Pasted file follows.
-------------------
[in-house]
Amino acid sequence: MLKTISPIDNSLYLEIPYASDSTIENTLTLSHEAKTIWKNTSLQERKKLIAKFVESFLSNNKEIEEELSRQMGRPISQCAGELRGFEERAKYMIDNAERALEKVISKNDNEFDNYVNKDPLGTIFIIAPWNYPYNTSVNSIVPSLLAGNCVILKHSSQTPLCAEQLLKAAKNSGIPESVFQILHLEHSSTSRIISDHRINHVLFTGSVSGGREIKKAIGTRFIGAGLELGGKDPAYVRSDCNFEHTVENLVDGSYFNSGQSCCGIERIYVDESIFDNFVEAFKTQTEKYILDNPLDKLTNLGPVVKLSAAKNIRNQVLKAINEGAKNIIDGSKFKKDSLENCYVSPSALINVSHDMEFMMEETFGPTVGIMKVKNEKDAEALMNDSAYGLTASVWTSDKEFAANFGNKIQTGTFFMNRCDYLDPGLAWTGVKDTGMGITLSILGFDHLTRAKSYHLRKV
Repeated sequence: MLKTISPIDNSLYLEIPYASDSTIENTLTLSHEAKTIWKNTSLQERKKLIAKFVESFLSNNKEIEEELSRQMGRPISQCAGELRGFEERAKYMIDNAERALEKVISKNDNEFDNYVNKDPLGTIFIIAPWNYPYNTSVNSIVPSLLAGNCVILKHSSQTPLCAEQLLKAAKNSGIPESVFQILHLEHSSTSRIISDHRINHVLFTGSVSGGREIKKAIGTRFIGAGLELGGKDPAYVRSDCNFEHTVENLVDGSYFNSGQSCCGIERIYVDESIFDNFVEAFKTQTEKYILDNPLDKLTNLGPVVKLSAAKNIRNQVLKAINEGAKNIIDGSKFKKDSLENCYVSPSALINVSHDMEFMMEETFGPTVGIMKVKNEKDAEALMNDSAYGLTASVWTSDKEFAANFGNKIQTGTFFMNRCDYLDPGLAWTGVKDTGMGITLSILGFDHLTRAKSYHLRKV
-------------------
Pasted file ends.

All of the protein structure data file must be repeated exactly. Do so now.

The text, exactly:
[in-house]
Amino acid sequence: MLKTISPIDNSLYLEIPYASDSTIENTLTLSHEAKTIWKNTSLQERKKLIAKFVESFLSNNKEIEEELSRQMGRPISQCAGELRGFEERAKYMIDNAERALEKVISKNDNEFDNYVNKDPLGTIFIIAPWNYPYNTSVNSIVPSLLAGNCVILKHSSQTPLCAEQLLKAAKNSGIPESVFQILHLEHSSTSRIISDHRINHVLFTGSVSGGREIKKAIGTRFIGAGLELGGKDPAYVRSDCNFEHTVENLVDGSYFNSGQSCCGIERIYVDESIFDNFVEAFKTQTEKYILDNPLDKLTNLGPVVKLSAAKNIRNQVLKAINEGAKNIIDGSKFKKDSLENCYVSPSALINVSHDMEFMMEETFGPTVGIMKVKNEKDAEALMNDSAYGLTASVWTSDKEFAANFGNKIQTGTFFMNRCDYLDPGLAWTGVKDTGMGITLSILGFDHLTRAKSYHLRKV
Repeated sequence: MLKTISPIDNSLYLEIPYASDSTIENTLTLSHEAKTIWKNTSLQERKKLIAKFVESFLSNNKEIEEELSRQMGRPISQCAGELRGFEERAKYMIDNAERALEKVISKNDNEFDNYVNKDPLGTIFIIAPWNYPYNTSVNSIVPSLLAGNCVILKHSSQTPLCAEQLLKAAKNSGIPESVFQILHLEHSSTSRIISDHRINHVLFTGSVSGGREIKKAIGTRFIGAGLELGGKDPAYVRSDCNFEHTVENLVDGSYFNSGQSCCGIERIYVDESIFDNFVEAFKTQTEKYILDNPLDKLTNLGPVVKLSAAKNIRNQVLKAINEGAKNIIDGSKFKKDSLENCYVSPSALINVSHDMEFMMEETFGPTVGIMKVKNEKDAEALMNDSAYGLTASVWTSDKEFAANFGNKIQTGTFFMNRCDYLDPGLAWTGVKDTGMGITLSILGFDHLTRAKSYHLRKV